- Contrary to what most consumers have
been lead to believe, Intel will ship Pentium III computer processor chips
with their serial number ID programmed in the "ON" position by
- News sources have reported that, as a
result of wide-spread opposition from privacy advocates, Pentium III chips
will have their IDs "turned off" by default. This claim is misleading
- According to an Intel technical report
published on their web site the new processors are manufactured with the
chip ID set to the "ON" condition. Computer manufacturers who
install Pentium III chips will also have to install a special software
patch - called the "processor serial number control utility"
- provided by Intel in order to disable the chip's hardware-generated serial
number. The disabling software will provide the capability to turn the
serial number off after boot-up. Pentium III chips will reset their IDs
to the ON position each time the system is started.
- Intel is recommending that PC manufacturers
use the processor serial number control utility to configure systems so
that the ID is OFF once the system boots. Intel will ship the software
patch so that it initially turns the ID off. Thus, the statement that the
chip IDs will be "TURNED OFF." As a result, most news outlets
subsequently reported that Intel had decided to "disable" the
- Do-it-yourselfers who build systems or
"upgrade" an existing system using Pentium III chips must either
download the patch or order it directly from Intel.
- The reality is that all Pentium III systems
that do not have the software patch installed will boot up with the chip
ID permanently set to the "ON" position.
- The serial numbers serve as an identifier
for the processor, and, by association, its system. Computer chip IDs will
eventually be used to associate computer users with online purchases and
to provide a method for web page administrators to gather information about
visitor buying and web-browsing habits.
- Intel's web page states: "Some of
the most popular Internet communities on the Web will use the Pentium III
processor as a virtual access card, giving [users] more control over how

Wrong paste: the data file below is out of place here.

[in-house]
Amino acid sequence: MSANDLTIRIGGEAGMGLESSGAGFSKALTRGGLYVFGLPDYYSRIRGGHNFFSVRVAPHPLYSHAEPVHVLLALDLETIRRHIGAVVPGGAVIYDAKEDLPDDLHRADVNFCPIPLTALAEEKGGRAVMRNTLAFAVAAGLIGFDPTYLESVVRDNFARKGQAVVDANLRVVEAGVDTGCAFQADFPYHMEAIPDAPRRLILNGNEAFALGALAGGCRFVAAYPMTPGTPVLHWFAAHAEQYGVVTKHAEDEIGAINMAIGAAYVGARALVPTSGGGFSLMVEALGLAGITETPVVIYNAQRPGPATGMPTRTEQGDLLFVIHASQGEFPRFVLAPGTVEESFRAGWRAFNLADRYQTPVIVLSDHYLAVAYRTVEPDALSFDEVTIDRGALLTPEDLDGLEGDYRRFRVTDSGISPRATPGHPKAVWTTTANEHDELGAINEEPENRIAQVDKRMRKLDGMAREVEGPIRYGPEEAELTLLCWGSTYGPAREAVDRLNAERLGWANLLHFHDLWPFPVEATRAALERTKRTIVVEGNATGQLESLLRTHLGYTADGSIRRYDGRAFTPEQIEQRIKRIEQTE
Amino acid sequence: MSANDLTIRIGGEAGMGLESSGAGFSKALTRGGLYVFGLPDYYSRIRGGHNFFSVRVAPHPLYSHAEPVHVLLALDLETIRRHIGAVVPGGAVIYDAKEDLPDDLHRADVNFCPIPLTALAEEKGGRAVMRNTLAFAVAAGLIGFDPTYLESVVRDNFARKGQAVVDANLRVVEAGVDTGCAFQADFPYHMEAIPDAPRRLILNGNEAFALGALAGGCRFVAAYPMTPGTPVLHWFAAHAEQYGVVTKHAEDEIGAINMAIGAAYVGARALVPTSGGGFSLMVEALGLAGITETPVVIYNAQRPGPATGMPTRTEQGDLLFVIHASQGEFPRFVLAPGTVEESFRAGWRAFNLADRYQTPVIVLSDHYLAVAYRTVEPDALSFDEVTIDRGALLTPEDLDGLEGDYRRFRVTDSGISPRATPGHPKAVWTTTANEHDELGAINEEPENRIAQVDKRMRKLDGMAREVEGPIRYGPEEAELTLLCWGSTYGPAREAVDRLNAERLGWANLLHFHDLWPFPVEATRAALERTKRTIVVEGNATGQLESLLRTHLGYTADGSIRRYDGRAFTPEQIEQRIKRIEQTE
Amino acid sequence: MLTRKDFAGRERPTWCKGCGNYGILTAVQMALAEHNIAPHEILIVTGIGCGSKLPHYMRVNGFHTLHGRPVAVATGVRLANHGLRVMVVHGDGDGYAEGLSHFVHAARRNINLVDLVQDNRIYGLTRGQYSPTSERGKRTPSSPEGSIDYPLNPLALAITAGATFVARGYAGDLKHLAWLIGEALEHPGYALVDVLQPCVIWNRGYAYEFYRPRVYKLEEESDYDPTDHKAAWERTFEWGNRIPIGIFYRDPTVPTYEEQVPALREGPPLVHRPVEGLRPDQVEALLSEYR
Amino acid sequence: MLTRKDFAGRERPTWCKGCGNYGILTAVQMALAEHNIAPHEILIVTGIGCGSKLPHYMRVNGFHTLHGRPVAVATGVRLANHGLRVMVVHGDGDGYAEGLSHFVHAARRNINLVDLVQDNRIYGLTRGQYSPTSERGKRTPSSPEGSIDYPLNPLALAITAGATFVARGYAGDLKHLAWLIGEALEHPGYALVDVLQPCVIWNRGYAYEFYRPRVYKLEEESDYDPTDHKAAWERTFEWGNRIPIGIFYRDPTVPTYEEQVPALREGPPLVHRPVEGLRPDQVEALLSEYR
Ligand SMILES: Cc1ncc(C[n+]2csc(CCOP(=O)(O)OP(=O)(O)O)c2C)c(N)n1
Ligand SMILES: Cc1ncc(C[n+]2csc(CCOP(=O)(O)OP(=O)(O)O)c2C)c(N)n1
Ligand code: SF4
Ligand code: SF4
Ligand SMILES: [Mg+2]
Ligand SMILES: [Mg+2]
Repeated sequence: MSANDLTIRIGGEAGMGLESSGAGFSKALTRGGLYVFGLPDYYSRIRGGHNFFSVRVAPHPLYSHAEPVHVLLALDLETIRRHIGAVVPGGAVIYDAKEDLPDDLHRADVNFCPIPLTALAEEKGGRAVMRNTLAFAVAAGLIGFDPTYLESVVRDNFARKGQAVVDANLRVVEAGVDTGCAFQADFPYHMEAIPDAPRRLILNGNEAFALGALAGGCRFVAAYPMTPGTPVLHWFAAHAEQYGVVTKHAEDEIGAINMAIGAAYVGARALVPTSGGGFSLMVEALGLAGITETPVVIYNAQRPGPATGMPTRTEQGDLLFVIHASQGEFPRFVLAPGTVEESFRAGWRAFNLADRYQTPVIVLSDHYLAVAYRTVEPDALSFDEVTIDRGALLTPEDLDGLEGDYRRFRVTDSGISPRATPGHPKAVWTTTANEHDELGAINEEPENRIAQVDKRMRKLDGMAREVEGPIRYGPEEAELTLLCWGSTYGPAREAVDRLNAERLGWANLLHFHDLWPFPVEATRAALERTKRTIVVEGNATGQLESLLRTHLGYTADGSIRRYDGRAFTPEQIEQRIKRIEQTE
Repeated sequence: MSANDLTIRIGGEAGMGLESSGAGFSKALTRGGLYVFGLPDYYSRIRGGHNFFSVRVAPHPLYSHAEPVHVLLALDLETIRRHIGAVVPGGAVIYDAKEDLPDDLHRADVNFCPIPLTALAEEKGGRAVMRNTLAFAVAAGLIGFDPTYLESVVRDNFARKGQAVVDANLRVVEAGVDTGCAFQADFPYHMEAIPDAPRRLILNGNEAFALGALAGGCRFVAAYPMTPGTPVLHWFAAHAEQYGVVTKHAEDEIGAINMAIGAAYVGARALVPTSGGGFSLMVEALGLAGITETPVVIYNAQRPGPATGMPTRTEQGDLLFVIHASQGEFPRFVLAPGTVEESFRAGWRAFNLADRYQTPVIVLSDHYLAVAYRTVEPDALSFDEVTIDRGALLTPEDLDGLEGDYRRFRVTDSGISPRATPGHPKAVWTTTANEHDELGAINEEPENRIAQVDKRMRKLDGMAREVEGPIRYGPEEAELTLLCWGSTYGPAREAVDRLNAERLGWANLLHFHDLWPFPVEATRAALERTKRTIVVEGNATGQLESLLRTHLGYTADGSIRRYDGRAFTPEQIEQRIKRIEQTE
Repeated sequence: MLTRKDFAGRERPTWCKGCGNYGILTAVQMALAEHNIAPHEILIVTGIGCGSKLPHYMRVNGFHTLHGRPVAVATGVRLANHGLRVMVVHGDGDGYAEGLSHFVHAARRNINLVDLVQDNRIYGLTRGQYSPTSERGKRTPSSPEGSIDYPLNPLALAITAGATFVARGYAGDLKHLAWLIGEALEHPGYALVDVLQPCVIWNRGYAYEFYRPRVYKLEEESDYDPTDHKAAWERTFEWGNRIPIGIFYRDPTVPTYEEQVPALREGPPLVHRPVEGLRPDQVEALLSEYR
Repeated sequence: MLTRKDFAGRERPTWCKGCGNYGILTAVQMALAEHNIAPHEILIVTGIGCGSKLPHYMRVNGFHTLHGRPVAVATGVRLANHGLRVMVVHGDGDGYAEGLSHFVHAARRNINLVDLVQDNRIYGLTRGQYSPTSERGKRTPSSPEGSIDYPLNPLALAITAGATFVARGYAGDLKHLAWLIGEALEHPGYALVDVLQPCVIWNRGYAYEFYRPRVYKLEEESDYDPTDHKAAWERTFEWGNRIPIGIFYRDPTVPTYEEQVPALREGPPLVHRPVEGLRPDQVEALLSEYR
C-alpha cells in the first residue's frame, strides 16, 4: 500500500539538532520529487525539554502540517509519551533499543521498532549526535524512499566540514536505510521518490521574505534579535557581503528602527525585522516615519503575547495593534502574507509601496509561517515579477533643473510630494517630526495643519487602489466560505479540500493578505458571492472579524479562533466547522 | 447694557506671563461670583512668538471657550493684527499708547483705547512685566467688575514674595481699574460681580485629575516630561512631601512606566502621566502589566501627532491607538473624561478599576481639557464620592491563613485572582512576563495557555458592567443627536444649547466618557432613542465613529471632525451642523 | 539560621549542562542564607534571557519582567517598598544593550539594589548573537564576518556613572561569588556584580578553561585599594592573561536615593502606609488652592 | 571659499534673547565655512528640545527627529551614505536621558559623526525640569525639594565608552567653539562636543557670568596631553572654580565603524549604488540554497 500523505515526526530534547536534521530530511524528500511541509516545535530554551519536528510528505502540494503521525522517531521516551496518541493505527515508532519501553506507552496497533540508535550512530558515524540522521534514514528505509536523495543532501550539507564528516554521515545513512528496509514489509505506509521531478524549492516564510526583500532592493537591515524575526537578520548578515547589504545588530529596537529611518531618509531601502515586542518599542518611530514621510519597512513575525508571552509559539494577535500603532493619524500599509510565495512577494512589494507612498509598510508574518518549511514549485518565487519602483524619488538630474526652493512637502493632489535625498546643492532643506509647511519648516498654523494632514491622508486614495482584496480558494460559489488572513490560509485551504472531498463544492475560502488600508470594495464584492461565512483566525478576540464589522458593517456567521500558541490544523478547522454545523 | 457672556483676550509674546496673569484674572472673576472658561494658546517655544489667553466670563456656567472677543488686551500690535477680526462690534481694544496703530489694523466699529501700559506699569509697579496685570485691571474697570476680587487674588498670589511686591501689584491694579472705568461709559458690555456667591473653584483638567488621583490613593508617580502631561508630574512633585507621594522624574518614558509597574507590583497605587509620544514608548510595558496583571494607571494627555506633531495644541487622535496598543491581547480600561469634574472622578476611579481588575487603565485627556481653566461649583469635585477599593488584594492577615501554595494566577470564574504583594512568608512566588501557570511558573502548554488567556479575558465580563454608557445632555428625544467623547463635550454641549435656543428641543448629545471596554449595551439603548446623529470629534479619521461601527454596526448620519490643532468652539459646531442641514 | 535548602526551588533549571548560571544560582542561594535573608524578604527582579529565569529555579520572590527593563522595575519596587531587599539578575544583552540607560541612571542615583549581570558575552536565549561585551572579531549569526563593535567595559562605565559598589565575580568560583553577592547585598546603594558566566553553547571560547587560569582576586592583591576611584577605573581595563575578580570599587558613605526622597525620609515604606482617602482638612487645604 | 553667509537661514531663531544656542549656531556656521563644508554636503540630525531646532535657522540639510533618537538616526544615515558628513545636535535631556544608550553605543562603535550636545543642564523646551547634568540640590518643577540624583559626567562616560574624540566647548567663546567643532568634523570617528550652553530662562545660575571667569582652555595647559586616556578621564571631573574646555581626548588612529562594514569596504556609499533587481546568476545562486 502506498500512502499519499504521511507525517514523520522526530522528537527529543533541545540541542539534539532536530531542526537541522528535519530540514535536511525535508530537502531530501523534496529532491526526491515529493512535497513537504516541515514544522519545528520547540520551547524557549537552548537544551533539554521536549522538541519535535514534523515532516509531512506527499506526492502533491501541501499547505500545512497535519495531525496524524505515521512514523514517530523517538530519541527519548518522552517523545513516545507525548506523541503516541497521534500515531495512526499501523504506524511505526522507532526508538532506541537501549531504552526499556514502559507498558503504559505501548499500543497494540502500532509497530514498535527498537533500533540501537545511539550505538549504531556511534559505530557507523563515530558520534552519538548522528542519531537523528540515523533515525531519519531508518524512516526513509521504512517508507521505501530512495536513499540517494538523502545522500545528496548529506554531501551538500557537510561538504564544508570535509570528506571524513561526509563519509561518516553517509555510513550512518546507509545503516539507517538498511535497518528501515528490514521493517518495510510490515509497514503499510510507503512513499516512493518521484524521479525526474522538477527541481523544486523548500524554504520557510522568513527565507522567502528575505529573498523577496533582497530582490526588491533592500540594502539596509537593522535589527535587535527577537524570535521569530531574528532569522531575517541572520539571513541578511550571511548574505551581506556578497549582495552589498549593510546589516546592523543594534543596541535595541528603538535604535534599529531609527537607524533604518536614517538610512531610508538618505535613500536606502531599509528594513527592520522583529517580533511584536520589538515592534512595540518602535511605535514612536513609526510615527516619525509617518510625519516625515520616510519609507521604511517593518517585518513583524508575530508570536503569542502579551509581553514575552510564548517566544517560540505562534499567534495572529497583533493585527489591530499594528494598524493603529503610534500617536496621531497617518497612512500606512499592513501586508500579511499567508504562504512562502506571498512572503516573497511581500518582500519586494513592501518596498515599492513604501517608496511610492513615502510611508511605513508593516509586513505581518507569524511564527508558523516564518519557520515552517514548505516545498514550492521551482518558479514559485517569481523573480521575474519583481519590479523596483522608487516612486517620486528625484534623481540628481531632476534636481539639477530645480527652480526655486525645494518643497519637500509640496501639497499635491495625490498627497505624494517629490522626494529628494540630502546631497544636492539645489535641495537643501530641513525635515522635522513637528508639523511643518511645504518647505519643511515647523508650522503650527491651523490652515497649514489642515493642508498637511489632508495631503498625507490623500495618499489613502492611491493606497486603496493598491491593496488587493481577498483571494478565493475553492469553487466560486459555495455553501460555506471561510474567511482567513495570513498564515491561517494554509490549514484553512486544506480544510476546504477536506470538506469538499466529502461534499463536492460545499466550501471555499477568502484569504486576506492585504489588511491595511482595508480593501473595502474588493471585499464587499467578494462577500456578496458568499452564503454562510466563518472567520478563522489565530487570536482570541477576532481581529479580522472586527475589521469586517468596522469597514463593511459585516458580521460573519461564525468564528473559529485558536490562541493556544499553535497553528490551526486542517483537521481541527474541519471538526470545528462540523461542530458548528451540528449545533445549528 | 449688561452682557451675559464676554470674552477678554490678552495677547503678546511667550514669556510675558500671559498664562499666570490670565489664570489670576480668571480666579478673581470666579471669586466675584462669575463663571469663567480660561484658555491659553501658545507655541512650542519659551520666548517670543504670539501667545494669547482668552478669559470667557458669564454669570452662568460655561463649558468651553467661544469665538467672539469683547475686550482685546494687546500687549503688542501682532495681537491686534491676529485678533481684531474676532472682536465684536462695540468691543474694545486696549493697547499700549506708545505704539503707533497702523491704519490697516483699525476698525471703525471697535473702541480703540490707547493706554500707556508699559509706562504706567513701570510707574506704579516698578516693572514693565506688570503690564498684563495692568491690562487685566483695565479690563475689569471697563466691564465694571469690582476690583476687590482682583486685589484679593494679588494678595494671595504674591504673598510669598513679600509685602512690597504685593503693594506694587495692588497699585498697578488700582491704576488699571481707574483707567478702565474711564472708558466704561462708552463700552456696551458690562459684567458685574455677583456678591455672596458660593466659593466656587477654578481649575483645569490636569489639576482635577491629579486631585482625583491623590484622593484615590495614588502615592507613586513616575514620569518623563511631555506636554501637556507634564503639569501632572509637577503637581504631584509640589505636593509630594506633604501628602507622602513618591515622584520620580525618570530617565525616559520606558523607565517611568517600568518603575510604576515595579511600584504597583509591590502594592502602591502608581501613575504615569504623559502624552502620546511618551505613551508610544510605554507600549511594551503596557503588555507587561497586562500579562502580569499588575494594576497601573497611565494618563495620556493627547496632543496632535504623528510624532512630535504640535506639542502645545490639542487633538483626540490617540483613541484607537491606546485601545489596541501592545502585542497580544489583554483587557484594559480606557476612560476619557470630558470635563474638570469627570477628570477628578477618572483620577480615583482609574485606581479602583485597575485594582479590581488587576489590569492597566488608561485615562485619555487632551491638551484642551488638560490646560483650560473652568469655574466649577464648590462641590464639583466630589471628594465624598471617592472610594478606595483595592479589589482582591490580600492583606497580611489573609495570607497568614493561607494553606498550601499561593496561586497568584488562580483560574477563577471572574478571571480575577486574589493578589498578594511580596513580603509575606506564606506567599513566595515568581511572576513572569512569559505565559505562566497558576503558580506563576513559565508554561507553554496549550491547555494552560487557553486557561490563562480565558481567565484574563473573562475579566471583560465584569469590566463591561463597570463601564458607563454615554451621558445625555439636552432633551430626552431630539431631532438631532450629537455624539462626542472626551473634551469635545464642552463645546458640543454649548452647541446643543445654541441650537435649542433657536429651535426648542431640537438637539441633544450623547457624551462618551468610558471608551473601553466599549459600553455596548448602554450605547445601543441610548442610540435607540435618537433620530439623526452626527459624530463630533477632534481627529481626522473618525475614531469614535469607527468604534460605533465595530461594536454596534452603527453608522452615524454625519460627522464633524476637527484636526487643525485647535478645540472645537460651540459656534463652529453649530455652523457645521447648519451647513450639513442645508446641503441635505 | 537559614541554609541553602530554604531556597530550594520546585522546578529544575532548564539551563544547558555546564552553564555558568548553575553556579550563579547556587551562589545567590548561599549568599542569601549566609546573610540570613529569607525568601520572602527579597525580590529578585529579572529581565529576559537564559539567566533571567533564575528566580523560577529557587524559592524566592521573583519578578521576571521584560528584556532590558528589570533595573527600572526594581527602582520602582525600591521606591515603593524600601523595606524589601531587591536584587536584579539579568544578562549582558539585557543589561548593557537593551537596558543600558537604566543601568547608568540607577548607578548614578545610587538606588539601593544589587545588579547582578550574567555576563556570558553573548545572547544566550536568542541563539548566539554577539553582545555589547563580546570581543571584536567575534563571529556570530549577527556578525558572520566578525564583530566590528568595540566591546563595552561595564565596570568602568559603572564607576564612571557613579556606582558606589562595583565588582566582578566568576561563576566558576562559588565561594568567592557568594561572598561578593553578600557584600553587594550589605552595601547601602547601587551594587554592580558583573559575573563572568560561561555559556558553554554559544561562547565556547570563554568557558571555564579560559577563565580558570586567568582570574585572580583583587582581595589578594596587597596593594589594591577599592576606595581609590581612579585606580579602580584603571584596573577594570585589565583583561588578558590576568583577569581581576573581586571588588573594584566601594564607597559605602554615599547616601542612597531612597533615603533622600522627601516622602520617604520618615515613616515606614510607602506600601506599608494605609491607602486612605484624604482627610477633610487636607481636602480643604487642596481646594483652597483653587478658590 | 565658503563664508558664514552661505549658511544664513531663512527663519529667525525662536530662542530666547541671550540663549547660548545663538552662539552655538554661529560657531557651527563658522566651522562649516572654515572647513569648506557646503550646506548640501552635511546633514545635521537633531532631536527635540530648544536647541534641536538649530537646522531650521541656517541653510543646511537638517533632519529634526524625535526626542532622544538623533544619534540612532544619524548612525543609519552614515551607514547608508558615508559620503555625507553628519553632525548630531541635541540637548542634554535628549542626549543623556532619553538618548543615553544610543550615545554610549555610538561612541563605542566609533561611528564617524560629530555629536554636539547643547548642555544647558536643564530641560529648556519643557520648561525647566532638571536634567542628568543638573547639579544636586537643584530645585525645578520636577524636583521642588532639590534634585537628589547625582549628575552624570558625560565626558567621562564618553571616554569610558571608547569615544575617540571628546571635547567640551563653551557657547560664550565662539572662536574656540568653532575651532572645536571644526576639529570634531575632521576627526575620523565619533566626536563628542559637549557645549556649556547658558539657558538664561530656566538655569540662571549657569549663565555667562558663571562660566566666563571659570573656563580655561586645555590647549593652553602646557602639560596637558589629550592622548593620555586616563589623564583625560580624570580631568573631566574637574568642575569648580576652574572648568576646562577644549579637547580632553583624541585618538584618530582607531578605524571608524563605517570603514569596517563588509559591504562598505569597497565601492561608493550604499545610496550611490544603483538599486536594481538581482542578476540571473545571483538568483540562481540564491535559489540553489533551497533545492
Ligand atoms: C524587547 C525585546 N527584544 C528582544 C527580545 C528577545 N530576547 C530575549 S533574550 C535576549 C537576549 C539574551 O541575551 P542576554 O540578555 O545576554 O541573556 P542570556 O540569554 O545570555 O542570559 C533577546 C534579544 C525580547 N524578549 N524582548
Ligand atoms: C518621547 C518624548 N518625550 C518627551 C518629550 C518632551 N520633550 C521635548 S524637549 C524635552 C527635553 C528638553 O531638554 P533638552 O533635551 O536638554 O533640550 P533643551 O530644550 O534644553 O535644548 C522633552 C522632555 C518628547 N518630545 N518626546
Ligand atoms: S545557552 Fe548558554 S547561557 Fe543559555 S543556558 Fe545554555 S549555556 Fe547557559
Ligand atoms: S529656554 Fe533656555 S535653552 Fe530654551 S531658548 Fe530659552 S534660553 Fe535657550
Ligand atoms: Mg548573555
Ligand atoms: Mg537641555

[they] experience age-appropriate content on their sites."
- The CPU IDs are also expected to be added
to Intel's Celeron line of chips. According to Intel the serial number
is the first of several new "security building blocks" to be
added over the coming years.
- Intel admits, the processor serial number
- when used in conjunction with user name and password - can be utilized
by web sites "to identify users when conducting e-commerce, or setting
up members-only chat rooms." The chip ID used in combination with
other individual identifying data - such as an electronic fingerscan or
PIN - can also be used to build databases of user habits, trace email,
and to monitor usage of copyrighted material among other things.
- Intel contends that the processor serial
number will not be automatically "broadcast" over the Internet,
therefore users need not worry. When a web site wishes to access the encoded
number, according to Intel, it must first send an applet program to the
user's system, read the CPU ID, and then report it back to the web site.
Most web browsers provide a method for users to be notified when such applets
are attempting to run on their system. However, inexperienced users may
find that the warning message has been turned off by whomever set up their
machine, in which case they may never know their CPU ID is being read and
- But more importantly, if Intel is allowed
to establish this as a standard, web page administrators will undoubtedly
begin requiring that the processor IDs be turned "ON"
in order for users to access their pages. And, as electronic, online purchases
steadily increase, States are going to demand some method to identify purchasers
within their boarders so that sales tax can be levied against e-transactions.
At such time in the near future, laws will be passed requiring CPU IDs
to be "voluntarily" transmitted before a sale can be conducted.
Anyone who doesn't "volunteer" will not be allowed to conduct
electronic business over the Internet, and some - if not all - web pages
will become "off limits" to users that will not provide their
- Scott McDonald
- Pentium III Processors Processor serial
number technical notes
- (Summarized from Intel's web pages)
- There will be only two ways for users
to control the state of the processor serial number. The first is by using
Intel's Windows-based processor serial number control software patch. The
second way is through the system BIOS.
- The processor serial number control utility
will enable users to: determine whether the processor serial number is
enabled or disabled; enable or disable the processor serial number; and,
read the value of the processor serial number. CPU status will be indicated
by the addition of another icon in the Windows system tray which will indicated
whether the processor serial number is enabled or disabled.
- Although the chip serial number could
be disabled by the BIOS, Intel is recommending to computer and BIOS manufacturers
that they not promote this method. Users of operating systems other than
Windows, like Linux or Unix - as well for users who desire additional assurance
that their processor serial number is completely disabled - will have to
use a BIOS setting to deactivate the ID. This may not be an option on some
- Here is the process of setting the initial
default state of the processor serial number when using the control utility
as the primary control mechanism:
- * ON when the processor first resets
(hardware requirement) * ON when the BIOS executes (BIOS switch default
is "enabled") * OFF when the control utility executes (control
utility default turns processor serial number feature "OFF")